We got our first teasers of the Lexus TX and GX in May, so we knew the two SUVs would be coming soon. Now we have an official reveal date we can share: June 8. We can also tell you we’ll be on hand to see the reveal in person. Stories and social media will go live starting at 8 p.m. on the 8th, so be sure to follow the #LexusGX and #LexusTX hashtags for live updates.
The Toyota and Lexus groups seem to be hybridizing all the things. Thus, we think it’s safe to say the V-8 in the GX will be retired – just like it was retired in the Toyota Tundra. GX has traditionally had a single powertrain, so we don’t expect multiple options on the 2024 model. We wouldn’t be surprised if it goes hybrid-only and gets the same top-tier i-Force Max hybrid system we see in the new Tundra. That’s a 3.4-liter twin-turbo V-6 mated to a 48-horsepower electric motor with a combined output of 437 horsepower and 583 pound-feet of torque.
Outside of that, expect a freshened exterior design that’s still kind of boxy with some high-end luxury finishes inside. We’ll see some of the new Lexus design cues – like the spelled out Lexus wording on the rear and standard LED headlights – as well as possibly the touch pad digital door handles we see on the RX. You’ll also see the new Lexus infotainment system and a larger touchscreen. But, please, Lexus, just say no to the dual info screen we see on the new LX.
And judging by the muddy splooshes on the teaser images, this new Lexus GX will be just as – if not more – capable than the outgoing model.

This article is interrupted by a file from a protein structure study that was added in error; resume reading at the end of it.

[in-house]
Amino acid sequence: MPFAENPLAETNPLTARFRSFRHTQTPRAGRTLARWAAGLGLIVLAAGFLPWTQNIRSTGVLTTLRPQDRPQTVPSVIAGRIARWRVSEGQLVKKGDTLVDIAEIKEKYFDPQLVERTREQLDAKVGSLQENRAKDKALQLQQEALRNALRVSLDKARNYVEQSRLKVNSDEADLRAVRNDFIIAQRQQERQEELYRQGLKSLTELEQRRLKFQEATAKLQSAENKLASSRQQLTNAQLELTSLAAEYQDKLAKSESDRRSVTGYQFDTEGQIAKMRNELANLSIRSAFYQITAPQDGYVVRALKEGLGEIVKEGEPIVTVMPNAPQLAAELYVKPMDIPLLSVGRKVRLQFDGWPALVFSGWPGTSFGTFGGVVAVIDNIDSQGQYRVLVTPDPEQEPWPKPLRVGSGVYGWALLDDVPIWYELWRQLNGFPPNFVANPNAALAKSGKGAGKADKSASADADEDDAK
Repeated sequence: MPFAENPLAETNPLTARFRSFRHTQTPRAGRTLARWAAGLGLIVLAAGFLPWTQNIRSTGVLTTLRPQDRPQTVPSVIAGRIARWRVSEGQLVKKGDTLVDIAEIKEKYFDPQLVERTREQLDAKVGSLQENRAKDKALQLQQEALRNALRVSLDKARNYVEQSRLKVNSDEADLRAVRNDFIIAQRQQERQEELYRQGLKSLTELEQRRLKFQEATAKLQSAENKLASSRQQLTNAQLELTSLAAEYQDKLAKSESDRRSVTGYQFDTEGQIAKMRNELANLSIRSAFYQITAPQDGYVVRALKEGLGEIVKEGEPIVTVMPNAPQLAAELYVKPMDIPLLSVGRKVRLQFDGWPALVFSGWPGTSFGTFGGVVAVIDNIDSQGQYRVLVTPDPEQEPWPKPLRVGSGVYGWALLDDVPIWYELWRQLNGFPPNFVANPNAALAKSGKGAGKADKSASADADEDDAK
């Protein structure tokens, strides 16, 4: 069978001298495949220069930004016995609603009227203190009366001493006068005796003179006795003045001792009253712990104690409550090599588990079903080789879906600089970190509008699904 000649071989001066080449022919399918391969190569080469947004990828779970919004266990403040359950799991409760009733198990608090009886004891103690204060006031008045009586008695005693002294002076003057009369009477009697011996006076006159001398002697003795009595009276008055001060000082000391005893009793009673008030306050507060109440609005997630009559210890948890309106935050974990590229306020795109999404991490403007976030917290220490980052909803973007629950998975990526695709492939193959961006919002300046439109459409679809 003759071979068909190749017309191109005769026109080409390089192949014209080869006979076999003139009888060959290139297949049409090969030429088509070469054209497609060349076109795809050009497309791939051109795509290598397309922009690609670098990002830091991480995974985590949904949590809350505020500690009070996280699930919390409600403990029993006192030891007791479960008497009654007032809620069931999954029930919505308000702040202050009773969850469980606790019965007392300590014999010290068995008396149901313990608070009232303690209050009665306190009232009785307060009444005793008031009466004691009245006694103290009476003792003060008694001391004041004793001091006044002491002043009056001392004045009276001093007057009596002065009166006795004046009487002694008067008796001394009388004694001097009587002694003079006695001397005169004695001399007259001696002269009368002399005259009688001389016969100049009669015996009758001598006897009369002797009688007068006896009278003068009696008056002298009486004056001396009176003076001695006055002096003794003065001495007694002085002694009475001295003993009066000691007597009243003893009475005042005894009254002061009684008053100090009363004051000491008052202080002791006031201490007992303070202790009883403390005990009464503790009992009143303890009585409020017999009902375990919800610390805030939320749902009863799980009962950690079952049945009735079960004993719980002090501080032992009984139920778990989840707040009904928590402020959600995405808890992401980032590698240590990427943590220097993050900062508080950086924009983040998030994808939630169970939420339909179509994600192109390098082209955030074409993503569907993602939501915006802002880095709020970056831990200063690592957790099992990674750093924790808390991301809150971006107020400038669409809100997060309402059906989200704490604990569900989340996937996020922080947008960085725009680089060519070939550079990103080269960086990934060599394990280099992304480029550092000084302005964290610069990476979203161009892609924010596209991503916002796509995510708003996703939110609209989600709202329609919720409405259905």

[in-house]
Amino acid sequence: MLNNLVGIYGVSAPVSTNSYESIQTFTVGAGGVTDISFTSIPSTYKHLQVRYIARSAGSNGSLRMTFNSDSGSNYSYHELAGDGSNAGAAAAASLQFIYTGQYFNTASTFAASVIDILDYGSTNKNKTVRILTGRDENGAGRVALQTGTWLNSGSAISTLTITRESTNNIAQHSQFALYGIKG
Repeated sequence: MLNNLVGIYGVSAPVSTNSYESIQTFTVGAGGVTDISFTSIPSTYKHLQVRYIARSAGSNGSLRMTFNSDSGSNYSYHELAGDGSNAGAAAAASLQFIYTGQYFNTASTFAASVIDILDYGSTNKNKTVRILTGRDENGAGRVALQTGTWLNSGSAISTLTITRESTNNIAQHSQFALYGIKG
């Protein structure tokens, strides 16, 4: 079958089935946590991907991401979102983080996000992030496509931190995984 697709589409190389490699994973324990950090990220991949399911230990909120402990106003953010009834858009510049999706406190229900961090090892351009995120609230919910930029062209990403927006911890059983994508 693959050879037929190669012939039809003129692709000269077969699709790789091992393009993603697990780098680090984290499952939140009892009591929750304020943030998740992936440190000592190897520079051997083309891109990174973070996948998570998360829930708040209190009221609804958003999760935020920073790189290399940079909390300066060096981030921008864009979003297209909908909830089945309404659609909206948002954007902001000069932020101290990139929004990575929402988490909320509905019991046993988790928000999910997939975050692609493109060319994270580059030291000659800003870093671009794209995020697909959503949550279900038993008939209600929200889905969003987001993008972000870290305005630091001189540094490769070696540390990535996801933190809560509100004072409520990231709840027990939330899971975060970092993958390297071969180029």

The Lexus TX, presumably a 2024 model, will be based on the Toyota Grand Highlander, which means it should be a three-row SUV with some decent third-row legroom. If the Grand Highlander is anything to go by, here’s what we expect from TX.
Though Lexus has shared zero details, it’s safe to assume we’ll see a version of the pinched spindle grille on the TX, and some high-end materials and details on the interior. We’ll also see front- and all-wheel-drive options.
In addition to usable adult legroom in the third row, the GH gets nearly 100 cubic feet of cargo volume with the seats folded flat, so expect to see something similar on the TX.
In terms of powertrains, it’s reasonable to expect the TX to get some – if not all – of the engines we see in Grand Highlander. At the very least, we’d expect to see a base 2.4-liter turbo gas engine and at least one of the hybrid powertrains, likely the high-output “Hybrid Max.”
We’ve waited a long time for something like the TX, and the GX redesign is long overdue. We’re anxious to see these two new SUVs IRL, and we’ll share the deets when we get them.